A top restauranteur spends countless hours discovering new ingredients, educating themselves on cutting edge cooking techniques, and dining at other top restaurants for inspiration.

With so many great libraries, services, frameworks, and templates out there, it makes more and more sense to allow all those possible tools to inform your design and build decisions.

I call this “possibility-driven development”.

Just like that restauranteur works with their chef on the best dining experience, you should be constantly familiarizing yourself with the latest trends in web development and tools, and working with your development teams to creatively apply them to your business.

  • When you see a site or app that behaves in a unique way, ask yourself “how’d they do that?”
  • When you read about a new service on Tech Crunch, figure out how your product would be different if you were an early customer of theirs.
  • Check out cool front-end techniques on sites like WebAppers, or Smashing Magazine and modernize your app a bit.
  • Keep an eye on trending technologies and play with the sites that use them.
  • And of course, read ClearlyTech where we’ll be highlighting great tools and trends all the time in plain english.

As a non-developer, you have a unique ability to look at new enabling technologies in an un-biased way. Take advantage of that, and open a dialog with your tech team. Find ways to integrate new technologies and services to make your product shine.

Thousands of open-source and commercial projects are finding possible ways to make your product great. It’s up to you to seize the opportunities.

How To Work with your Technical Advisor

A strong relationship with a technical advisor can benefit all early-stage founders who are building technology product, whether you are using a contractor, off-shore team, or full-time staff. And in later stages, a technical advisor can continue to be a trusted ear for you, and a useful resource for your own technical team.

Through my work as an independent advisor, and with organizations like Mass Challenge, Founder Mentors, and NEVCA’s Critical Mass, I’ve been a compensated advisor (cash and/or equity) to at least a half-dozen startups, a pro-bono advisor to a few dozen, and an occasional advisor to hundreds.

Finding A Technical Advisor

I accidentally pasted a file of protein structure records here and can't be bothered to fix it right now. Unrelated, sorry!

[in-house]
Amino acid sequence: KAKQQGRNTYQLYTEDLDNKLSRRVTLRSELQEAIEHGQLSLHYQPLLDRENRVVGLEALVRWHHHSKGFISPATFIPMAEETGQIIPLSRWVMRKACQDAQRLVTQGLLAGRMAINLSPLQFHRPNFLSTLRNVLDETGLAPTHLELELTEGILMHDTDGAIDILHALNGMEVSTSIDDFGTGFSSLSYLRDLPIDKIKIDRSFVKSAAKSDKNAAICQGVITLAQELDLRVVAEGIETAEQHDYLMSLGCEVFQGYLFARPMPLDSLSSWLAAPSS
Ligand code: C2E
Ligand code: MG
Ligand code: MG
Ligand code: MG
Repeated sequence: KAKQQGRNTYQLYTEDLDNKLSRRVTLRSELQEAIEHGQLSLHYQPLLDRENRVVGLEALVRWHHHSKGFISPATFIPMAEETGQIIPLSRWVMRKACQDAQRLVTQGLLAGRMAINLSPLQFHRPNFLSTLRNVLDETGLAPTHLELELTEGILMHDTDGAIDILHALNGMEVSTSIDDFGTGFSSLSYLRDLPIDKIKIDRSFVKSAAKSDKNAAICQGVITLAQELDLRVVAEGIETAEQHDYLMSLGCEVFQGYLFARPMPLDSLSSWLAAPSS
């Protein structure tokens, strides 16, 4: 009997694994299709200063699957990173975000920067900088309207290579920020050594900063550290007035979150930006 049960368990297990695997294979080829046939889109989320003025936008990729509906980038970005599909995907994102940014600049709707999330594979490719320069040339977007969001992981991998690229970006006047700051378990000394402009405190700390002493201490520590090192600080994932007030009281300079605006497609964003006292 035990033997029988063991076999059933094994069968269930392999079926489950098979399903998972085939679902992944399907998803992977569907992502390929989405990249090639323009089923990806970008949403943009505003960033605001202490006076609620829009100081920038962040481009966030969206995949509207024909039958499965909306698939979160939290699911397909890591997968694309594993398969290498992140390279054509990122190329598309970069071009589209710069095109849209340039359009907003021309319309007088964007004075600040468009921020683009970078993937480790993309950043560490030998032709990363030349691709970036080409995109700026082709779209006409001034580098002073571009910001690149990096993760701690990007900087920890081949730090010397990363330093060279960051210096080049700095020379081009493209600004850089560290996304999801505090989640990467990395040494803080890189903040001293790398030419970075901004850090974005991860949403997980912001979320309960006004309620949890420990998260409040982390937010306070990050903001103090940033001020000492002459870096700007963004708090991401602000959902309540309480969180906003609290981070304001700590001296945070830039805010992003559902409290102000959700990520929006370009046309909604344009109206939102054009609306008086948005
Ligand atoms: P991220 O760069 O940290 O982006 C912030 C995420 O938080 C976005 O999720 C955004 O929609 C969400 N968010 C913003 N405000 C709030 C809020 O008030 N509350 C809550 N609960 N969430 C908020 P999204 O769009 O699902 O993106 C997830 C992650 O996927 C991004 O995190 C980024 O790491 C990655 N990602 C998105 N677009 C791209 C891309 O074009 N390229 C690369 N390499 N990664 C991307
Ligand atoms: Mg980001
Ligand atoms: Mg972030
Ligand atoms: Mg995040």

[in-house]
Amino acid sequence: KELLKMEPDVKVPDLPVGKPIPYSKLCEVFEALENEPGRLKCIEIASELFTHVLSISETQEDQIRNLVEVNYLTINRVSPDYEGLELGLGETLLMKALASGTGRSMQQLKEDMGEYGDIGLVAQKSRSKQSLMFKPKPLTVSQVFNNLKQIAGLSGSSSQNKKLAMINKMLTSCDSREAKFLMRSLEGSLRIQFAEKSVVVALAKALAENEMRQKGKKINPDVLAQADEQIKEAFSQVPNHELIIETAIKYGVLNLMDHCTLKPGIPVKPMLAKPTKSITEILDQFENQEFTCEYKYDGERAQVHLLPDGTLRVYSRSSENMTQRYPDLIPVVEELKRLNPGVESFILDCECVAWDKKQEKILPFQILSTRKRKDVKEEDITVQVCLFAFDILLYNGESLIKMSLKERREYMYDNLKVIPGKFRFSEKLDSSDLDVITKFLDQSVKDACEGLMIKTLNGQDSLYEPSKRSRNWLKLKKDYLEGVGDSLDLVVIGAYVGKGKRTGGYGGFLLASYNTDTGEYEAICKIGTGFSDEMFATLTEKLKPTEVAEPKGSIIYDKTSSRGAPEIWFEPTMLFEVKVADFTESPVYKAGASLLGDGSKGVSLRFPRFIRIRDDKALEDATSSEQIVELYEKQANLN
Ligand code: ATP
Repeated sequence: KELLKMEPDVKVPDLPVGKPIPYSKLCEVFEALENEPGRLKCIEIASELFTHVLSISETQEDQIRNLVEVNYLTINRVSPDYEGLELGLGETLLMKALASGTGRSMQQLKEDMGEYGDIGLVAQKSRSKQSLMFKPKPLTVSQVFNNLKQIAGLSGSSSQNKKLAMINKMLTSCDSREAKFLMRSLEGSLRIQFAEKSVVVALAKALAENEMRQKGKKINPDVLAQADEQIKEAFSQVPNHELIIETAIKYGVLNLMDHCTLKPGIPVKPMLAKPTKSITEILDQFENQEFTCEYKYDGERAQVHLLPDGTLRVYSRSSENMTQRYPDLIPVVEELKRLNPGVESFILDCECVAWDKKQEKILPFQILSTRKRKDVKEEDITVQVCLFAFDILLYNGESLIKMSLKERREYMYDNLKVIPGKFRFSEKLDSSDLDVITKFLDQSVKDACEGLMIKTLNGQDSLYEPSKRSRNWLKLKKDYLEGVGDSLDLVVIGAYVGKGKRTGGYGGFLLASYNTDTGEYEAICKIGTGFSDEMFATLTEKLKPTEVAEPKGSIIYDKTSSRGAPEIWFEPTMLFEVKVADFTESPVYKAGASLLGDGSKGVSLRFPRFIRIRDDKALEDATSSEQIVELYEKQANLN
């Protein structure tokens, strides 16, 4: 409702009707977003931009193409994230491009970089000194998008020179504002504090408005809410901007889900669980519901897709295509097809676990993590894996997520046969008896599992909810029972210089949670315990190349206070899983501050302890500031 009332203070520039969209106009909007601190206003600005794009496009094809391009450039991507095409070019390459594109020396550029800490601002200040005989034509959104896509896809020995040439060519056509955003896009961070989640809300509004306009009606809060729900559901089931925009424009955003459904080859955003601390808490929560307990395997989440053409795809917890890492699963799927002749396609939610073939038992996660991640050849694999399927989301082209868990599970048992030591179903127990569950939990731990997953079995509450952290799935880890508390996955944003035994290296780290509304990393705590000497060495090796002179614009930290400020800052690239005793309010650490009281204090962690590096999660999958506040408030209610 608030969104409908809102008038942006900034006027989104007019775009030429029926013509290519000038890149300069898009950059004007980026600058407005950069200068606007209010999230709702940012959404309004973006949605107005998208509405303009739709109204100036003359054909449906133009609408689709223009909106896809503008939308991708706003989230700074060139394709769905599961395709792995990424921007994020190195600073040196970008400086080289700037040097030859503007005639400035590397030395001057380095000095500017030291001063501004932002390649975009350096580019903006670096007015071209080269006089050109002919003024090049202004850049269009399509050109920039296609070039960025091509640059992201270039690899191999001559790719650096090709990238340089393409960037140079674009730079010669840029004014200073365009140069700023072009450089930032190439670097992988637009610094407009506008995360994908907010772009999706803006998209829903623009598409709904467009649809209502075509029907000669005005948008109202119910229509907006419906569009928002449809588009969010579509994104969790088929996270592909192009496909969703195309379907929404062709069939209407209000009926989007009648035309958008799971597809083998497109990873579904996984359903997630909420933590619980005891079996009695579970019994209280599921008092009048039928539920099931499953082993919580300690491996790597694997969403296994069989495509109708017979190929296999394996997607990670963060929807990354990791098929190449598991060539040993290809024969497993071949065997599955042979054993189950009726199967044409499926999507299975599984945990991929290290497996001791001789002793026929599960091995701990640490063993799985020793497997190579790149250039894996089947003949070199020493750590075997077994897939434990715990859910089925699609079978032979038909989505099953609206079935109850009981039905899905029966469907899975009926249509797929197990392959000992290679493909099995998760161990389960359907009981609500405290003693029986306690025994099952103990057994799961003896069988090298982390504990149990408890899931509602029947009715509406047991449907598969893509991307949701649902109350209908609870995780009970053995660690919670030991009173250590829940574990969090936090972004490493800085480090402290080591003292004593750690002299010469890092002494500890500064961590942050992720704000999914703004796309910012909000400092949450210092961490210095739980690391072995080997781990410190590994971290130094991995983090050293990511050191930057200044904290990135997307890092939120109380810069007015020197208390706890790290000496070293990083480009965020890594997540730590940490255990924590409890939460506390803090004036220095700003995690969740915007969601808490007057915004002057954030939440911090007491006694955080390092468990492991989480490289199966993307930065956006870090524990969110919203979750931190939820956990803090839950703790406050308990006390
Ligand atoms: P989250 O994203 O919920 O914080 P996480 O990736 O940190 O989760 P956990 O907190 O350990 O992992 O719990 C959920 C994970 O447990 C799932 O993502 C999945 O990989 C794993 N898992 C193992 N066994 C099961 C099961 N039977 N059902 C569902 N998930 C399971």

You want to find an advisor who has deep technical experience, especially in areas you care about (big data? user-generated content? mobile applications?) But skip techies who are coming to you with an agenda. You don’t want them pitching their pet technologies, but rather offering the best solution for your unique business.

Often, you can reach out to strong technical leaders (CTOs usually) at other startups in your area (or remote, doesn’t much matter if the communication skills are strong). Pitch them on your idea, let them know why you need their help. A genuine interest in cultivating the best technical operation you can goes a long way towards making us want to help you.

Also, take a look at communities like Founder Dating to find strong tech leaders who are looking to engage full or part-time with new ventures. Most of my full-time roles began as technical advisor relationships. You never know, but you might even find your next great co-founder if things work out.

Make The Most of an Advisor

No matter how you find an advisor and choose to structure an advisory arrangement, here’s some advice from an advisor’s perspective on how you can get the best out of us.

  1. Show a genuine interest in the tech and execution side of your business. We get excited by your entrepreneurial curiosity, and we’re proud of the tech and product experience we bring to the table. Ask us questions, dig in deep. We’re here to discuss with you, not to lecture at you. It’s not useful for anyone if we are spoon-feeding generic answers across the table.

  2. Do your homework. It’s demoralizing to be asked questions that Google can answer faster and more completely than us. Don’t ask “How do I set up a Google Apps mailing list?” until you’ve taken a swing at it. If you come prepared into a conversation, it’s more productive and enjoyable for everyone.

  3. Ask “Why” Since you’ve done your homework and have a sense of what your options are, we’re happy to tell you which option is right for you. Unfortunately, not nearly enough of my advisees follow up with “why?” You should want to know why that’s the best option for your business or for your team. Why should you want to know?[1] Because of teach a man to fish…, and because your tech team will respect you more if you understand the why.

  4. Teach Us Back. We’re not working with you for our health, or because of a community service court order. We think you are smart, interesting, and have something to teach us too. Make sure this relationship is a two-way street, and don’t be surprised when we turn the tables and start picking your brain in return.

Stuff to Avoid

Here are some lessons founders and I have learned the hard way. Heed these pitfalls and everyone will get more from the relationship.